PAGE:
According to Mary Thomas (Willie & Eileen’s daughter), other family members also played an important part in the restaurant’s success: Cousin Nettie, who started as a prep cook, later took over the hostess station and bookkeeping responsibilities; brothers Nick and Marc served during high school before moving on to college, marriage, and military service. Nettie’s son, JB, also earned summer allowance money as a young boy by maintaining the grounds and doing prep work in the kitchen.

Like family, bartenders Amos Cannon, Bill Keyes, and Bob Chauvin, worked throughout the 1970’s, always dressed in freshly pressed, white button-down dress shirts, rolling up their sleeves to wash each glass by hand. Steve Carper managed the bar from the early ’80’s through 2006; and Rod Kautz served as luncheon chef and night broiler from 1979-2013. (Most recently, both Steve and Rod have helped in their spare time to train today’s capable restaurant staff.)

Stories are told of Tommy, hired as dishwasher on Day 1 in 1959. Willie loved him like a son, often crossing 32nd Street to fetch Tommy from “The Pink Elephant” (where he’d likely have one-too-many), bringing him back to the ‘Coach and his position in the kitchen. Then one day, much later, Tommy vowed to “give it up totally”, staying dry and staying on at the Stagecoach the rest of his working years, as night clean-up and security, until 2003.

As a family business, most everyone who worked at the Stagecoach would become part of the family. In fact, when Marian’s health began to suffer, it was not only her sister Mary but other employees who rushed to her aid. Unfortunately, after years of struggling Marian eventually passed, leaving behind her very vivacious twin. To this day, Mary has maintained an active interest in seeing the Stagecoach Inn brought back to life, donating photos, art and memorabilia, as well as a wealth of vivid memories, and having greatly impacted the essence of the Stagecoach Inn that we all enjoy today.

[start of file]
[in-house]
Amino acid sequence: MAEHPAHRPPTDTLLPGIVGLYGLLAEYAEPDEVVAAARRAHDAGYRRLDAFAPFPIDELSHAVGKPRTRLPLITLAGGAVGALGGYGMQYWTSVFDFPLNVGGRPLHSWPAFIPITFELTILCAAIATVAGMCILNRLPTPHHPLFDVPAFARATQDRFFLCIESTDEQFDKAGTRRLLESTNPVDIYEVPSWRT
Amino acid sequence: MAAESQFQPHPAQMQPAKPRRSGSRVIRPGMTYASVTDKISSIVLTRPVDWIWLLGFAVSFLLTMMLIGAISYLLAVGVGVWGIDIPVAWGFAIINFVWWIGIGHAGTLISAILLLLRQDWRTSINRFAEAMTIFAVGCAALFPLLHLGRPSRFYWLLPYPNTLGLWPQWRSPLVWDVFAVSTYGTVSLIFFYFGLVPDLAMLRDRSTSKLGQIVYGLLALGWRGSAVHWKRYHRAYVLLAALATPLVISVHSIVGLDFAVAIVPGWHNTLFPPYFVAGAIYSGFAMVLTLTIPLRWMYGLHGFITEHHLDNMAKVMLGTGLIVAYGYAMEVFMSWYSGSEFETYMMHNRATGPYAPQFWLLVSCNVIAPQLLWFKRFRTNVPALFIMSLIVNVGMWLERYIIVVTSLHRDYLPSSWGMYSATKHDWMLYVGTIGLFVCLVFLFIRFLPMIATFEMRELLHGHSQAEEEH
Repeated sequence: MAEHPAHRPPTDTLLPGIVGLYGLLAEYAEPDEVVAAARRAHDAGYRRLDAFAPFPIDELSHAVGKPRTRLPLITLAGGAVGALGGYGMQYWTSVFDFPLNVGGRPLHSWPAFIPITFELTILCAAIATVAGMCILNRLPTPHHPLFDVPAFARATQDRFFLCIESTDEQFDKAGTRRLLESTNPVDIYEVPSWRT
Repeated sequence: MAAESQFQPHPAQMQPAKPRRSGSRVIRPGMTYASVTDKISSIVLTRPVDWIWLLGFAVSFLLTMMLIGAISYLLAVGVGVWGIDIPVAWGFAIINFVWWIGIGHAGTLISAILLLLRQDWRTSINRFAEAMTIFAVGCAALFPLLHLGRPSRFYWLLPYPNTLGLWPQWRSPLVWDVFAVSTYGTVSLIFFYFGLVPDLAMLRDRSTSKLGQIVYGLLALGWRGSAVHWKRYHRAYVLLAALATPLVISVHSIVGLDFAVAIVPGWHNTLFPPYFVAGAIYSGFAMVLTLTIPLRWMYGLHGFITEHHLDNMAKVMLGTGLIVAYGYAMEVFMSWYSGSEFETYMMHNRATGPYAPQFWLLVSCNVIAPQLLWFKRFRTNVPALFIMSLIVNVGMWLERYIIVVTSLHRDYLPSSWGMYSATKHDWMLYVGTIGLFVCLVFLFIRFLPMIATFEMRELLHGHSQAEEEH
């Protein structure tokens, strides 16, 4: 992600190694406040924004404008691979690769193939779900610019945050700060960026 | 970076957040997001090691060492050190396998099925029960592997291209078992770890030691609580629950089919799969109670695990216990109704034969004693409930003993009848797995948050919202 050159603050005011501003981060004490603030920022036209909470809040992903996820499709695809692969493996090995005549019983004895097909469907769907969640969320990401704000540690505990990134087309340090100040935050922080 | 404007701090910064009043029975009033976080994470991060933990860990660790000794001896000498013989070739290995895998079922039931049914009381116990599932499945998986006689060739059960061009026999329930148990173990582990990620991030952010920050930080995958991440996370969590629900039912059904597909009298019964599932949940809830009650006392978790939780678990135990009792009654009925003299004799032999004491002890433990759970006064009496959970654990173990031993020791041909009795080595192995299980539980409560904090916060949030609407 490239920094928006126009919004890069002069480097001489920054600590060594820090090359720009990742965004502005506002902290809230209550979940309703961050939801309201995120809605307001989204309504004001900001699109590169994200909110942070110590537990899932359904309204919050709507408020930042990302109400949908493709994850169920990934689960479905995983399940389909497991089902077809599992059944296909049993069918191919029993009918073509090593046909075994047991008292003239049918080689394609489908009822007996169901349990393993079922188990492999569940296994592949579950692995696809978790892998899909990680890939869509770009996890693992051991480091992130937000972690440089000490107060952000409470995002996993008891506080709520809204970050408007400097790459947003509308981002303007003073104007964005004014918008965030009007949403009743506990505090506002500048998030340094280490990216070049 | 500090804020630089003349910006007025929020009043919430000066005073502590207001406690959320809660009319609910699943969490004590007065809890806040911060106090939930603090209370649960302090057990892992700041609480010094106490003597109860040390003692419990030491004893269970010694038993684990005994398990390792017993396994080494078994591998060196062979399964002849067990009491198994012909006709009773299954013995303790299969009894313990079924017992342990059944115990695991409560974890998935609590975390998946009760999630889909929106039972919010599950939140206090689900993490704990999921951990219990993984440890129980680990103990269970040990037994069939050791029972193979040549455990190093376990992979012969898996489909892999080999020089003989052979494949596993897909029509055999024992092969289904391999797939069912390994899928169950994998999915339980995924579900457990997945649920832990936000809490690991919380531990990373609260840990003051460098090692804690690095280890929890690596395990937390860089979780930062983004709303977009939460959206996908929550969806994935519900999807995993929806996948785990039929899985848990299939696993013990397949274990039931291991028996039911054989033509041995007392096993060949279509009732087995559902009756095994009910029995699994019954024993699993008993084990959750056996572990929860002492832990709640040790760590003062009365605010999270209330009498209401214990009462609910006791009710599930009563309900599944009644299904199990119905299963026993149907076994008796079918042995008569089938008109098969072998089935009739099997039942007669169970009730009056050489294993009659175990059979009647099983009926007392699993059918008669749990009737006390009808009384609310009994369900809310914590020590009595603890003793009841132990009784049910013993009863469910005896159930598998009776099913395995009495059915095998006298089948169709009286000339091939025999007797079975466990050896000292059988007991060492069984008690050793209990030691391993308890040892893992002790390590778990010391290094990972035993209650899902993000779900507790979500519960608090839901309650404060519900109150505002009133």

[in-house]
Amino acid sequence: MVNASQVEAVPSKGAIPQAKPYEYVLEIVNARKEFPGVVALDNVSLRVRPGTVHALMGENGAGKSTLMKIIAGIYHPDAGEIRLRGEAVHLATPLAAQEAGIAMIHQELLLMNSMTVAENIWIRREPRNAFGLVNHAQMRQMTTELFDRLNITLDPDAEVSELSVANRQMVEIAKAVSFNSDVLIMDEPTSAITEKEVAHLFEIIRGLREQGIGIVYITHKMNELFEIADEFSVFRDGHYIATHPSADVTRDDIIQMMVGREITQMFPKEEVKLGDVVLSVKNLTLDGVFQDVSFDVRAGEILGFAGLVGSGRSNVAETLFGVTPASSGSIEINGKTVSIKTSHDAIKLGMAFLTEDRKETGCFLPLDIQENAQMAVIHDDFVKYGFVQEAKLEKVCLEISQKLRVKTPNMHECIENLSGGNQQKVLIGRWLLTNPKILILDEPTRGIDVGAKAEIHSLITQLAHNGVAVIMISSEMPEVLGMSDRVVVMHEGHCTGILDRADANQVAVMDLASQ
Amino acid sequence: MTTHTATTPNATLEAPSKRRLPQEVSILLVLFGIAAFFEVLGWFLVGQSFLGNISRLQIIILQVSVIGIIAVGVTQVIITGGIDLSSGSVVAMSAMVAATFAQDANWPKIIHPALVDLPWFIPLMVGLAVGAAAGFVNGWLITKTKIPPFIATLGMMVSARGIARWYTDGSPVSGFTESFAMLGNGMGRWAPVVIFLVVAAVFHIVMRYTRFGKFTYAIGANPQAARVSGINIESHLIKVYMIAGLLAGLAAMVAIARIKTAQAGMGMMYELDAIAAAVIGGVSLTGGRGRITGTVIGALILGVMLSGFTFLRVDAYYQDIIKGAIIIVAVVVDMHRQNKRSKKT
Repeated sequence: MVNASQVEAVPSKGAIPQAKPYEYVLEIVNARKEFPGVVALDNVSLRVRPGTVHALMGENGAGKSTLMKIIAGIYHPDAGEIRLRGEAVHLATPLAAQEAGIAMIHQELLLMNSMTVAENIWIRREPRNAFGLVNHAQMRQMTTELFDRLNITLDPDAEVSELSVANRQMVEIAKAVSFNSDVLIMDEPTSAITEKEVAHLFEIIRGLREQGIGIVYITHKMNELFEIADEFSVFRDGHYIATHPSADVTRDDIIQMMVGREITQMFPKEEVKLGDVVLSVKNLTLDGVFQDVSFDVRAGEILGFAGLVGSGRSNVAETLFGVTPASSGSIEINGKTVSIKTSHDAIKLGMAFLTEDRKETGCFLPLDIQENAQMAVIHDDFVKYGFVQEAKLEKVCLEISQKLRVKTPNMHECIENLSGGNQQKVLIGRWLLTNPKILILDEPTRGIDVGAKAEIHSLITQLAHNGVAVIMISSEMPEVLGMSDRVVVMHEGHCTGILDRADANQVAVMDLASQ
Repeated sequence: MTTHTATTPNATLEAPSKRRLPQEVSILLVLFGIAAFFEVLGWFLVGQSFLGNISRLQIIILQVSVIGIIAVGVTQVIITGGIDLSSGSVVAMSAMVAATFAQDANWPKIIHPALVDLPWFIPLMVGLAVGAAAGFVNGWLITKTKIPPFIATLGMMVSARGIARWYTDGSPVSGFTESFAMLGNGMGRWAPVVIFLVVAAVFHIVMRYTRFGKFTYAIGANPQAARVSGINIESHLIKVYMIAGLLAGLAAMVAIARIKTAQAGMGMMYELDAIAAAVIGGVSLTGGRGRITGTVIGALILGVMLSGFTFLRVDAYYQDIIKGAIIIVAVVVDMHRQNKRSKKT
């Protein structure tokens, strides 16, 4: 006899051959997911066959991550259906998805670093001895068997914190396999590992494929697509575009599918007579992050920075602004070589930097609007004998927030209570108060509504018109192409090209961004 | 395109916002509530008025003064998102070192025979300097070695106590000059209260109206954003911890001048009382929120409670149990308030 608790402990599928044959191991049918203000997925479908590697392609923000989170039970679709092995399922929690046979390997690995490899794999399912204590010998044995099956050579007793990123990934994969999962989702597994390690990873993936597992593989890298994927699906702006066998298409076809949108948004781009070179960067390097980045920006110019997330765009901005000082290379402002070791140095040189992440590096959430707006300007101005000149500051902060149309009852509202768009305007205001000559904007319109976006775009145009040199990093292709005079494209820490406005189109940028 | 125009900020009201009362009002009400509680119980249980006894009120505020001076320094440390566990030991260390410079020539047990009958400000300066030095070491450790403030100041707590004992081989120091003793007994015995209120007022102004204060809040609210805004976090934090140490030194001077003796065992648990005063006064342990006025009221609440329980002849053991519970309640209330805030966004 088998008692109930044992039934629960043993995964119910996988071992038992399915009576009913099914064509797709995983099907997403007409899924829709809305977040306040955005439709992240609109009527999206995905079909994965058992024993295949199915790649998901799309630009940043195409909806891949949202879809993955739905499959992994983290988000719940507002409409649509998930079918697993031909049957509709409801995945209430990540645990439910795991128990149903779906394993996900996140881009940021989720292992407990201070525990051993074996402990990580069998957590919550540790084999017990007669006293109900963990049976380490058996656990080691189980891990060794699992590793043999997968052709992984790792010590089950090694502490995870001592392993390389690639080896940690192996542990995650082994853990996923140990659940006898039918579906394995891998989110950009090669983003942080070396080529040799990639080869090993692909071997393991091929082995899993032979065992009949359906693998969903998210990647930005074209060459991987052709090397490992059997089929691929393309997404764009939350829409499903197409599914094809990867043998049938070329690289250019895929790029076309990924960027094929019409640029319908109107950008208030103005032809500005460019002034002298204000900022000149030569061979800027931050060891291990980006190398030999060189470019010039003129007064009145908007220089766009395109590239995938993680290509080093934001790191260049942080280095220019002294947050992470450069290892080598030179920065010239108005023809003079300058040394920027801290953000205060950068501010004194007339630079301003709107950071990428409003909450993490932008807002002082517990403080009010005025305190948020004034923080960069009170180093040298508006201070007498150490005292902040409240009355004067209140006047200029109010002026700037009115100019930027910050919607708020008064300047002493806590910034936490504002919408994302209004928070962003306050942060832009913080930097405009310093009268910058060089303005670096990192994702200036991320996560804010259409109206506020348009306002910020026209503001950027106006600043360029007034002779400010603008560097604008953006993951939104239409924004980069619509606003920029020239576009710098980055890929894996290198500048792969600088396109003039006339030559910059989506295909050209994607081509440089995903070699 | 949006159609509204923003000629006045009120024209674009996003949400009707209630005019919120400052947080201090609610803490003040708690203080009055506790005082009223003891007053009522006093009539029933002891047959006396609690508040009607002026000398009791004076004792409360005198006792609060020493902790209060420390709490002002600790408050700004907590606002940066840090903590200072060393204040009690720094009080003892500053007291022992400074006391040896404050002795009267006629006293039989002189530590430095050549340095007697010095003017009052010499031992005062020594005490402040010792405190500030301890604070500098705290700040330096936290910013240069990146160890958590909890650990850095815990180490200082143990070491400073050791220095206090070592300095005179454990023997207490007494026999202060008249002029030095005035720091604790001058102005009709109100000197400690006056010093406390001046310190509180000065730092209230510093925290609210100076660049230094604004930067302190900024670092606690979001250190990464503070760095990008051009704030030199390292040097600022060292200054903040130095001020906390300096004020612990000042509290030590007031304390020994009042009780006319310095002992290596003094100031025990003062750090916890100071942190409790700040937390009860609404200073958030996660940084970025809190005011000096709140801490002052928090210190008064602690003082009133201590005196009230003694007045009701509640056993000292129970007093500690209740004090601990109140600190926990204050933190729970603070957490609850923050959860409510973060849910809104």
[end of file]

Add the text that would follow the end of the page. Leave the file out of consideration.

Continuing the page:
Pre Stagecoach

Many have asked about the Schriers’ passion for equestrian activities. Willie rode horseback as a jockey from 1938 to 1941, and was well-known on California race tracks. Prior to Army service, Willie also served on the Coast Guard’s mounted beach patrol in Oregon. Shortly thereafter he was one of very few participating in a secret U.S. mission known as “SACO” (Sino-American Cooperation Organization), in which Americans and Chinese worked together in Japanese-held areas. Willie’s role was as instructor to the Chinese, called upon to impart his knowledge of horses, horsemanship, and Cavalry tactics to a group of Chinese Warrant Officers being primed for China’s Secret Police.

After returning from service overseas, Willie traveled to Idaho with one of his buddies from the SACO mission, Al Allen, who had wed a young Boise gal, Elaine Talboy. Drawn to her beauty, personality, and their shared interest in horses and riding, the friend explained to a delighted Willie that “there’s another one just like her!” So, within a short time Willie made twin sister Eileen his bride and Boise his new home. They began their family with two sons, Nick and Marc, followed by the twins Mary & Marian. Struggling to make ends meet, Willie learned the restaurant business while “the mothers”, Elaine & Eileen, contributed financially by starting a photo-retouching service, and later by working weekends prepping and cleaning the restaurant. Elaine also attracted restaurant guests with her Saturday menu offering, “Grandma’s Biscuits & Sausage Gravy Special”.